Who will be the last to suffer for the mistake of austerity?

This faith-based construction of economic ‘reality’ is no less ideologically driven than the Soviet five-year plans

Minister for Social Protection Joan Burton is under instructions from the troika to cut another €440 million from the social welfare budget in the autumn. Photograph: Eric Luke

Minister for Social Protection Joan Burton is under instructions from the troika to cut another €440 million from the social welfare budget in the autumn. Photograph: Eric Luke

 

In 1971, testifying before a US Senate hearing on the Vietnam war, John Kerry famously asked: “How do you ask a man to be the last man to die for a mistake?” We must ask a version of the same question: how do you ask a child or an elderly person to be the last one to suffer for a mistake?

First, the mistake. The Europe-wide obsession with so-called austerity is based on an admitted error. Our masters got their sums wrong. They believed the negative economic effects of cutting public spending would be very limited. They had faith in a magical notion called “expansionary fiscal contraction”, which is just as absurdly self-contradictory as it sounds. This faith-based approach is a construction of economic “reality” no less ideologically-driven, and no more based on evidence, than the glorious triumphs of five-year plans in the old Soviet Union.

At the heart of this belief was a mathematical calculation. It suggested a billion euro taken out of the economy in an austerity budget would not reduce economic activity by a billion euro. The damage would amount only to €500 million. The market would somehow absorb half the hit. But these sums were simply and wildly wrong. After four years of austerity, the International Monetary Fund’s economists flatly admitted the formula was rubbish. Instead of giving a €500 million hit to the economy, the billion euro in cuts causes €1.7 billion of damage. The sums were wrong by a factor of more than three.

This admission was made last September. In January, the two IMF economists who made the admission published a detailed paper showing why and how the calculations had been so wrong. And since then? Nothing. The official response has been to carry on cutting and to carry on telling the public the corner is just about to be turned. People must continue to suffer for a mistake.

To take the most urgent example, Minister for Social Protection Joan Burton is under instructions from the troika to cut another €440 million from the social welfare budget in the autumn. The smart lads and lassies who know about these things would have calculated, when they set out the austerity programme, that this would create just €220 million of damage to the economy. But in reality, according to the IMF’s admission, it will cause something closer to €750 million of damage – an enormous hit to the local economies of every village, town and city in Ireland.


Magical thinking
It’s not hard to see why this would be so. In the magical thinking that underlies austerity, the private market will take up the slack caused by cuts in public spending. But vast numbers of people in Ireland are only marginally attached to the market economy. A paper just published by Micheál Collins of the Nevin Economic Research Institute highlights some striking findings from the most important research on living standards in Ireland, the Central Statistics Office’s Survey on Income and Living Conditions. Collins looks at the distribution of “market income”, which is the money people earn before taxes and benefits kick in. What’s startling is that half of Irish households have between them just 8 per cent of all of this market income. Without social welfare payments, the bottom 10 per cent of households would have an income of just €24 a week. (Remember, this refers to the entire household, not to individuals. Households in the top 10 per cent have a weekly market income of €2,783.)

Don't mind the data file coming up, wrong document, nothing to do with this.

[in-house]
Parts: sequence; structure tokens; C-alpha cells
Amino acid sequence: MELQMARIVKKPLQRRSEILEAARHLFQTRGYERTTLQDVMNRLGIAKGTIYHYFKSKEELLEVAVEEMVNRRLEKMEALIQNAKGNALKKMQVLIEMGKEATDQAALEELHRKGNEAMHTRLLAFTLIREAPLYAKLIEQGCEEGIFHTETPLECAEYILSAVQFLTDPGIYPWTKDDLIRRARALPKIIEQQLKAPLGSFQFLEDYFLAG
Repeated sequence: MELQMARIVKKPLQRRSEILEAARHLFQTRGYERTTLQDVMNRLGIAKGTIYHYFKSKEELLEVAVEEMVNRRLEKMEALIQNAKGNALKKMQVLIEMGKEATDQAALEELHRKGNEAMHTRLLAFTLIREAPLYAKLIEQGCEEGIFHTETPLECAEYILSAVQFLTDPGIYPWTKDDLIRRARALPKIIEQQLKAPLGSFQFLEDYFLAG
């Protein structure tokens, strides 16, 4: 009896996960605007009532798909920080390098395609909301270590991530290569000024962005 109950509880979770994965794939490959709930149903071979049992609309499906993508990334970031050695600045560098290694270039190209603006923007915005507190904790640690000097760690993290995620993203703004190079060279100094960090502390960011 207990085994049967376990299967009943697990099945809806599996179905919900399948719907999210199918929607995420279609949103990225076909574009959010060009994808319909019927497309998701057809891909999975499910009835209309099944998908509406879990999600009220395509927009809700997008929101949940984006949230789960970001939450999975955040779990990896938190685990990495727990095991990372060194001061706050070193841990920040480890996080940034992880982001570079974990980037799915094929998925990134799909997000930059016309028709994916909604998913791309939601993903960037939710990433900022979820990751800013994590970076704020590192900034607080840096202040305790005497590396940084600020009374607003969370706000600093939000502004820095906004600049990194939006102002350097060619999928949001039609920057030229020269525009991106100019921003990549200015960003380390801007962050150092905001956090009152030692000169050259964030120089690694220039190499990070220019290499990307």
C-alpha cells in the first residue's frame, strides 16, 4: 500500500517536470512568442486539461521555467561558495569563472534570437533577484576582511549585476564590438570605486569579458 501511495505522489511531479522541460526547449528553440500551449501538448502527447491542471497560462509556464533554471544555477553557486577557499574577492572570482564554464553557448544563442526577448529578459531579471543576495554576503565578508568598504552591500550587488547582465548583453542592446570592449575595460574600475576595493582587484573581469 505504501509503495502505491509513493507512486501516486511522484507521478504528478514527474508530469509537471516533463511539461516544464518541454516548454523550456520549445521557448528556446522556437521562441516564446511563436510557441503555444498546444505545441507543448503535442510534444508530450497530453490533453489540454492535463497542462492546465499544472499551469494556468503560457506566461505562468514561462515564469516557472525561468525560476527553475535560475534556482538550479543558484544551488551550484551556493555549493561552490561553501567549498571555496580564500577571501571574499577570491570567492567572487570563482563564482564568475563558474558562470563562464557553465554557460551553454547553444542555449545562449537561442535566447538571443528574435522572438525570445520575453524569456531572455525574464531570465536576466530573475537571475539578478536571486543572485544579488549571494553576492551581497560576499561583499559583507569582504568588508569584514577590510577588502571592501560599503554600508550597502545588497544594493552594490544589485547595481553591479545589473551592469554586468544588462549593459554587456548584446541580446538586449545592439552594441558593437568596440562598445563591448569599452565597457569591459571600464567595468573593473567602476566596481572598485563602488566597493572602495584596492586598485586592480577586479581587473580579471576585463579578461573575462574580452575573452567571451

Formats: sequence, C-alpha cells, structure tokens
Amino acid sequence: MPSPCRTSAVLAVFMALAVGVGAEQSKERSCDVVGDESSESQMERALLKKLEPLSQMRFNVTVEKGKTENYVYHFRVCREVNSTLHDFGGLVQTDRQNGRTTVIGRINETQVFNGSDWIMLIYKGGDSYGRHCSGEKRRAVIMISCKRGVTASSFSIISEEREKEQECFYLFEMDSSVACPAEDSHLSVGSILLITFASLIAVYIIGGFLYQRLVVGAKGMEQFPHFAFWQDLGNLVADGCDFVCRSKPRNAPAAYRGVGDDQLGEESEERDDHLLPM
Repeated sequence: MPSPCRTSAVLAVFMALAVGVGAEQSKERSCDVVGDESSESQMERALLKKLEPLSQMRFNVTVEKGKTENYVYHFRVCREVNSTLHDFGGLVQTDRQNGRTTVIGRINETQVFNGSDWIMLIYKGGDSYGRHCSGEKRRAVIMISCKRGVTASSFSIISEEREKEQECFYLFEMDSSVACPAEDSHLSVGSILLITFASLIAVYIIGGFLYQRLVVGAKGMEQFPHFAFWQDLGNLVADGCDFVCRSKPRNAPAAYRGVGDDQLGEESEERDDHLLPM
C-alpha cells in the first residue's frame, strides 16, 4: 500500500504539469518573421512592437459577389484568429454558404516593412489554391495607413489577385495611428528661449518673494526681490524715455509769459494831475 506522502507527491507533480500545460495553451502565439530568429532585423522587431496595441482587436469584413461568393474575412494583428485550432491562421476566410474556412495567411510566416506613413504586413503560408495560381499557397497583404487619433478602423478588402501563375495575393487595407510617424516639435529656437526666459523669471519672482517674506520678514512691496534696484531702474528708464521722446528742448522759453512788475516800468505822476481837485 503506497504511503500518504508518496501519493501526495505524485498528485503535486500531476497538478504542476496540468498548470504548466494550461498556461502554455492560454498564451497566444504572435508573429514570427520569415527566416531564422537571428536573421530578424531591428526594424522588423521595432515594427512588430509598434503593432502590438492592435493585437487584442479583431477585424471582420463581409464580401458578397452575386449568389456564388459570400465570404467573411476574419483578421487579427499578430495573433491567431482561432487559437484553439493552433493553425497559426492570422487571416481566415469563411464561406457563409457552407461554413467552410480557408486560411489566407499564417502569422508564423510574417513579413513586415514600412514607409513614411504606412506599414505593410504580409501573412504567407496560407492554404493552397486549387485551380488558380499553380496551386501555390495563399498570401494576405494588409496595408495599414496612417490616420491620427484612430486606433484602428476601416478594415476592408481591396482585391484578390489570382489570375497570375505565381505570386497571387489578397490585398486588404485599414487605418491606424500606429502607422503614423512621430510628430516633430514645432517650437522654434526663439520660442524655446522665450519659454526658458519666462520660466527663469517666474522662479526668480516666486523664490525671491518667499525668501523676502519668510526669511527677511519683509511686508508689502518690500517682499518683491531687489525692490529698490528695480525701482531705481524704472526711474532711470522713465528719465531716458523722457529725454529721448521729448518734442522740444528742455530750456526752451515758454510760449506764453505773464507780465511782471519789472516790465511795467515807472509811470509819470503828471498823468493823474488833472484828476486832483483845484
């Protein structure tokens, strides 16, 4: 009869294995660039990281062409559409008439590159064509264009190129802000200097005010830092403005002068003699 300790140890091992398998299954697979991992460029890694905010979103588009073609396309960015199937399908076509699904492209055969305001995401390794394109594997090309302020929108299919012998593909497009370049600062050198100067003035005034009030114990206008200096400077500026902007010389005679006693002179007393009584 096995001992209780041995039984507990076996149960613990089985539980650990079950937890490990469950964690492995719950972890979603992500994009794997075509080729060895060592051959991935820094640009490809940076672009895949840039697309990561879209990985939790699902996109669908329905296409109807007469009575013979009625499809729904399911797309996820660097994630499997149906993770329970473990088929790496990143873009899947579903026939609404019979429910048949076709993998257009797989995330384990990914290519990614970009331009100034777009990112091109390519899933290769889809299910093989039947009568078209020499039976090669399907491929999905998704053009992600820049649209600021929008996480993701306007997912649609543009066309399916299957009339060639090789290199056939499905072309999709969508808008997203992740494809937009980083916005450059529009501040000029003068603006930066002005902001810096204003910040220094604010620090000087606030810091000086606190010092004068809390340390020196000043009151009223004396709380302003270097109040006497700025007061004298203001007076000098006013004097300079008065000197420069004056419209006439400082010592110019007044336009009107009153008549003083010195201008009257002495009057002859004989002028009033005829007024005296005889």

The idea that the magical market is going to make up a substantial part of what this half of Irish households will lose in the budget is pure fantasy – the bulk of their income doesn’t come from the market, it comes from the State. And the negative economic effects of cutting that income are much deeper than those of cutting the incomes of the better off. We know what people in the bottom half do with the money they get from the State: they spend it. Unlike those at the top they don’t have the choice of saving large parts of their income. They have to buy stuff with it, helping in the process to keep local businesses going and to keep people in jobs in the battered domestic economy. More cuts to the incomes of the poorest means less spending, more unemployment, lost taxes. And more scratching of heads when it turns out that all the promises of economic growth were illusory.

Cutting the incomes of the poorest people is indecent. It is particularly stupid when children are overrepresented in poor households, meaning the long-term social and economic costs will be all the greater. But even leaving aside considerations of basic decency, it is an exercise in bone-headed futility, like generals throwing kids and the elderly on to the frontlines in a war that is already lost. It is not fiscal responsibility, but social and economic recklessness. We’ve had zombie banks and zombie politics and now we have a zombie idea, a policy based on calculations admitted to be wrong. Are we really telling people to go cold and go hungry because somebody couldn’t do the maths?

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